This leads to such phenomena as extreme heat waves, environmental degradation, changes in where disease-carrying insects live, worsening air pollution, increased allergen production, decreased water quality, and decreased nutrition in crops. Sample impacts on health can be more heat-related illnesses, increased lyme and dengue infections, more asthma exacerbations, increased waterborne diseases, malnutrition, and mental health impacts. In its most severe form, people are forced from their homes; a displaced population faces more health challenges than perhaps any other. Extreme weather forced more than a million people from their homes in the United States in 2017 alone.
One of the easiest changes to recognize is increased heat, to which the kidneys and heart can be especially vulnerable. My patient Levi* was a 30-year-old Boston construction worker who was struggling to make ends meet as he cared for his family. Working overtime, he developed kidney failure after laboring intensely in the scorching summer heat. Though humans are inevitably adapting through an increasing resilience to heat, worsening extreme heat from climate change will likely result in more deaths in the future.
For many infectious diseases, factors that contribute to its spread - such as the geographic distribution of insects and their breeding seasons - are changing with climate change. In the US, lyme cases have more than doubled since 1990. My patient Jerod presented to the emergency department after having dismissed an earlier rash. However, after developing a severe headache and neck stiffness, he was diagnosed with lyme disease that had invaded his brain. We believe he contracted it from a region that didn't have lyme previously. Meanwhile, worldwide there are other infectious diseases that are increasing in incidence, such as dengue.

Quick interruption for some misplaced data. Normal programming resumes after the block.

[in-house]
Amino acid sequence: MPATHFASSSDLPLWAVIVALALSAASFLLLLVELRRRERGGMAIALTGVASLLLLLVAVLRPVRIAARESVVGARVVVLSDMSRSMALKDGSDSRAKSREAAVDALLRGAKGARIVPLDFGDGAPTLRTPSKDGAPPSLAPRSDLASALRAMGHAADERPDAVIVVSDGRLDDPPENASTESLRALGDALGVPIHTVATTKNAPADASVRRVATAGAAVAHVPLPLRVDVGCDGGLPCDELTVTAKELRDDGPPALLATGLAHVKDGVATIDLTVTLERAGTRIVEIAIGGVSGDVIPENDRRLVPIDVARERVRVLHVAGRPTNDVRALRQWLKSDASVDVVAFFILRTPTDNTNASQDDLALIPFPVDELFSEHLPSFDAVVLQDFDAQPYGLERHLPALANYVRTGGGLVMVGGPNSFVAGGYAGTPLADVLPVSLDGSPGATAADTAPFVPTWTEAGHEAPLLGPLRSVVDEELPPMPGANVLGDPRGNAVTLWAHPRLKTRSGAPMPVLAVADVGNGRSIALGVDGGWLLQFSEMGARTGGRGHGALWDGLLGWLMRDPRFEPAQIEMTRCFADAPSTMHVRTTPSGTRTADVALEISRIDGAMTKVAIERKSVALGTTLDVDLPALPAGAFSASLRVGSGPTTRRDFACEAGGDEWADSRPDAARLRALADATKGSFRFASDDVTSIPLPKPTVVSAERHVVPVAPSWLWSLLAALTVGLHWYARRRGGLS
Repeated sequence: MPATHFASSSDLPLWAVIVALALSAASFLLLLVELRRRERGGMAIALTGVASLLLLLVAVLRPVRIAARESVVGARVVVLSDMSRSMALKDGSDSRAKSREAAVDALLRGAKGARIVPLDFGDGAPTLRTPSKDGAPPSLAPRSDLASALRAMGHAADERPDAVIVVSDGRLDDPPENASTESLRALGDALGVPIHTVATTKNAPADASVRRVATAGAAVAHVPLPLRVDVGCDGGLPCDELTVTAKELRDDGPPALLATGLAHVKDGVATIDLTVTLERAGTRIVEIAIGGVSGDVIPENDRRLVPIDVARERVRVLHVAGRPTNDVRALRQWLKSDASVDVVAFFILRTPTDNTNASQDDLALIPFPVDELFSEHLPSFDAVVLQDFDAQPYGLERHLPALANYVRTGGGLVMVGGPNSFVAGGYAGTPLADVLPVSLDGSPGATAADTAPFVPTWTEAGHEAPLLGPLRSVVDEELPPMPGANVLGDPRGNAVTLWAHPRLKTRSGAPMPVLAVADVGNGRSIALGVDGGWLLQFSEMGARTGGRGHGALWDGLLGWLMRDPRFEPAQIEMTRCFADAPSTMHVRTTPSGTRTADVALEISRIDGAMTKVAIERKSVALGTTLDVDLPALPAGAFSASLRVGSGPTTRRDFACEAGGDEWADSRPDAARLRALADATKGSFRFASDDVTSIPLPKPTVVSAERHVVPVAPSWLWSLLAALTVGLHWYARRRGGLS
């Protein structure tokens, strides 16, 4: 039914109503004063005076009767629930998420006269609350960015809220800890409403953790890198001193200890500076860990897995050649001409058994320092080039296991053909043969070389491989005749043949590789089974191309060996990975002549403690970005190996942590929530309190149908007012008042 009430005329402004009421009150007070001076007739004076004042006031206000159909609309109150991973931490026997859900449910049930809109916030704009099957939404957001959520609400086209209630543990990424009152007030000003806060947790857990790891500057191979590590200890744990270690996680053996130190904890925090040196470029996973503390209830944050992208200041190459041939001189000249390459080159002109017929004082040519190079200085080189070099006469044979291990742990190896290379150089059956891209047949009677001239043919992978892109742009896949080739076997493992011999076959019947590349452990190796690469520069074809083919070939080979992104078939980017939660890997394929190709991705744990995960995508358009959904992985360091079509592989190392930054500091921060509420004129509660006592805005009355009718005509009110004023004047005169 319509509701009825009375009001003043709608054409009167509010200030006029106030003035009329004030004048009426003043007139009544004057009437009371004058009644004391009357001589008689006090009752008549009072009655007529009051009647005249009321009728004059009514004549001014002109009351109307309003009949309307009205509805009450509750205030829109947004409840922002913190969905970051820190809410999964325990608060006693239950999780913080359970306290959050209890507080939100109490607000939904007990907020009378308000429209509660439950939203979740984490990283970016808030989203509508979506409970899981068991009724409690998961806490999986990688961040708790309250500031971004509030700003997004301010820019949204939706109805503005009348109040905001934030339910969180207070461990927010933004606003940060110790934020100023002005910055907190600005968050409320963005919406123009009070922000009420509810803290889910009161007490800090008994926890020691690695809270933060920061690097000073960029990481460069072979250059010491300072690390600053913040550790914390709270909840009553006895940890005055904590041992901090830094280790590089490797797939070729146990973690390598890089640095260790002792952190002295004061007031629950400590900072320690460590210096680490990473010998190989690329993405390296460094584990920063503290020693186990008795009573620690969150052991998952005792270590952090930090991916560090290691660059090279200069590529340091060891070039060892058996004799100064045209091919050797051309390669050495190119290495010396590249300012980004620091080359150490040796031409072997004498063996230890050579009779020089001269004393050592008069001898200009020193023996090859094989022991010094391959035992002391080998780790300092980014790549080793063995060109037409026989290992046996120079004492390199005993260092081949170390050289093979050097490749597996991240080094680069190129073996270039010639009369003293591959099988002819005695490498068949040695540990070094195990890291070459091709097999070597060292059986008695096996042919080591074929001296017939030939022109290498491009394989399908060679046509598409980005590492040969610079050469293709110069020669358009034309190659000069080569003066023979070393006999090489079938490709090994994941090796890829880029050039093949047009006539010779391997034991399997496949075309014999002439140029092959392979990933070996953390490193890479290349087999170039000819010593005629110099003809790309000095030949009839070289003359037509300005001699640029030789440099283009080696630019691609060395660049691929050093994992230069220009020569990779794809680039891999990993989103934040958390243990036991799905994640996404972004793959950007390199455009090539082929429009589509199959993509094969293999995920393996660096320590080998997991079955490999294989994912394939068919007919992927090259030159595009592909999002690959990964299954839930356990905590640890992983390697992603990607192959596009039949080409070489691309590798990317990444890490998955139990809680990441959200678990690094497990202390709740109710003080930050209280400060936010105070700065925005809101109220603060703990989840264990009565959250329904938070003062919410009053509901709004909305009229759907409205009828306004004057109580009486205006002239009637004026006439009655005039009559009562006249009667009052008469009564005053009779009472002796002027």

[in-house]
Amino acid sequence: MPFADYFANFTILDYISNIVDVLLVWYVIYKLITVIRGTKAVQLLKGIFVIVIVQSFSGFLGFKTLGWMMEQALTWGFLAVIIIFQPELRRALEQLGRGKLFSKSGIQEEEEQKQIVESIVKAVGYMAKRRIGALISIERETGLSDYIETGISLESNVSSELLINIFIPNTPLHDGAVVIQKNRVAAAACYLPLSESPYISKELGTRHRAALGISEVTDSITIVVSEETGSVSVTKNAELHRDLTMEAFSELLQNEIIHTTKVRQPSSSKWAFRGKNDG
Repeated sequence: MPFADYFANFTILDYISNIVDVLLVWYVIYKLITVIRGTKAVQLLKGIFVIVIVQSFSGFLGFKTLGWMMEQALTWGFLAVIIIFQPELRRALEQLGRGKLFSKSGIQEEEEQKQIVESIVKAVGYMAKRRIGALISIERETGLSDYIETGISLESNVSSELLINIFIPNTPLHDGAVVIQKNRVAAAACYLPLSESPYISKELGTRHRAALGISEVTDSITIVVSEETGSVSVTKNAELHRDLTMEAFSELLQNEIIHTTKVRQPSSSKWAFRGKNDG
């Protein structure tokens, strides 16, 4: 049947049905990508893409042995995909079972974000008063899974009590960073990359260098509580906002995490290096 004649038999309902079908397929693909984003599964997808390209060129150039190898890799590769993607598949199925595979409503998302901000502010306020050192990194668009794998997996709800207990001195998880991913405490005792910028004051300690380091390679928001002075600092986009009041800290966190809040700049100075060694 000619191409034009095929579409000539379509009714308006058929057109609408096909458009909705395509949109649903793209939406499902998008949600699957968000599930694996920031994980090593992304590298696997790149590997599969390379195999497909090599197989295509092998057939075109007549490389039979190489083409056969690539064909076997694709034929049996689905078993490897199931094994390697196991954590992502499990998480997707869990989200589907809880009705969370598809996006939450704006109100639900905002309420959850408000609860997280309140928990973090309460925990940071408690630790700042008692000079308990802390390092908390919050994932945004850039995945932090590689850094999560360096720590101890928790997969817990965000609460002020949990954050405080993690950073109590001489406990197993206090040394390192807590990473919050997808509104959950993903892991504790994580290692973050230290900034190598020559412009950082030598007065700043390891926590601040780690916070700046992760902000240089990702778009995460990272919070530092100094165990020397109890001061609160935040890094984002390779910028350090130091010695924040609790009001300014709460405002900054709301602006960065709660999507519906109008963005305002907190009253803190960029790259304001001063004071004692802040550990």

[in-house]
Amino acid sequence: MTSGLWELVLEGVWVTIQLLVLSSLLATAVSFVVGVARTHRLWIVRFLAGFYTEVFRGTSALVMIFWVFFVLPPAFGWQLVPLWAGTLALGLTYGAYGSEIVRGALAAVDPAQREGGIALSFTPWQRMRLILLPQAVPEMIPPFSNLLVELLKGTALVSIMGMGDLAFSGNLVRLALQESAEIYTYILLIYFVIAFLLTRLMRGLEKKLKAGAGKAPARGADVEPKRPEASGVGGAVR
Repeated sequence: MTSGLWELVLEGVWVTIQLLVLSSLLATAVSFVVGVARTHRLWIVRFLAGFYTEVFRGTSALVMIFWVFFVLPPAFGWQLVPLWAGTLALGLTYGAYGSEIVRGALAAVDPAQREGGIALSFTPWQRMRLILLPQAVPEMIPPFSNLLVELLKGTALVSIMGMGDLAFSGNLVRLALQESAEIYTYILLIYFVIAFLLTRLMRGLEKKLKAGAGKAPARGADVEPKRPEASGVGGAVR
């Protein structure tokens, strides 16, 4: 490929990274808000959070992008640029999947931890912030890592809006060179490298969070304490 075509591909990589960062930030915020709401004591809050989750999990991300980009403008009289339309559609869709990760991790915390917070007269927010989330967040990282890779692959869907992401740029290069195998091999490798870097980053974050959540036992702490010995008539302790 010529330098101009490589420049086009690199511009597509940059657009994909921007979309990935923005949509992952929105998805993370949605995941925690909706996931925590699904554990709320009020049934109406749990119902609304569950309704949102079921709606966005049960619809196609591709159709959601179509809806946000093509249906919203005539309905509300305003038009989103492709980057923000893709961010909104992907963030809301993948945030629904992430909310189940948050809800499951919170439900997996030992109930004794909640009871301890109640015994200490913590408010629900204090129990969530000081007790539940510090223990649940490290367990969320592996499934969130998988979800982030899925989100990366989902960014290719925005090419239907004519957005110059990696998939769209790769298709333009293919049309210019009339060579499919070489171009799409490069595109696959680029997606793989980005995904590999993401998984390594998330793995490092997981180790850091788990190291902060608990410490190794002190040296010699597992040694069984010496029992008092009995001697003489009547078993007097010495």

Breathing and injuries
Air pollution is also worsened by climate change, with urban centers being especially affected. Combine this with other factors like increased smoke from wildfires and increased allergen production, and those with underlying lung diseases experience more issues. One example is the meek four-year-old girl named Fang who was admitted to the hospital four times last spring for problems with her asthma. Or another patient I cared for some years ago in Haiti. Six-year-old Ricardo suffered many exacerbations of his asthma, likely from the perfect storm of severe air pollution in the city of Port-au-Prince coupled with rising temperatures. While living an ocean apart, their asthma responded to the same triggers.
The other impact of climate change that is most easily identified is injuries during or after increasingly extreme weather events, especially given the record-setting year of 2017. These events not only cause devastation locally; they can also have unexpected effects on health in far-off places. For example, there is now a shortage of IV fluids in the US. If you walk into an emergency department in Boston, you will likely not receive IV fluids unless you are significantly ill. The reason for this shortage is that Hurricane Maria devastated the production plants in Puerto Rico, yet another example of the true interconnectedness we have in this globalized world.
Just like air, climate change is ubiquitous. Thus, it affects every human on this planet. And as our planet struggles to "breathe" and maintain its health, our interconnectedness mandates that our health is equally in dire jeopardy. There are things that can be done today to help, but we must act before it is too late.
*Names were changed to protect patient identities.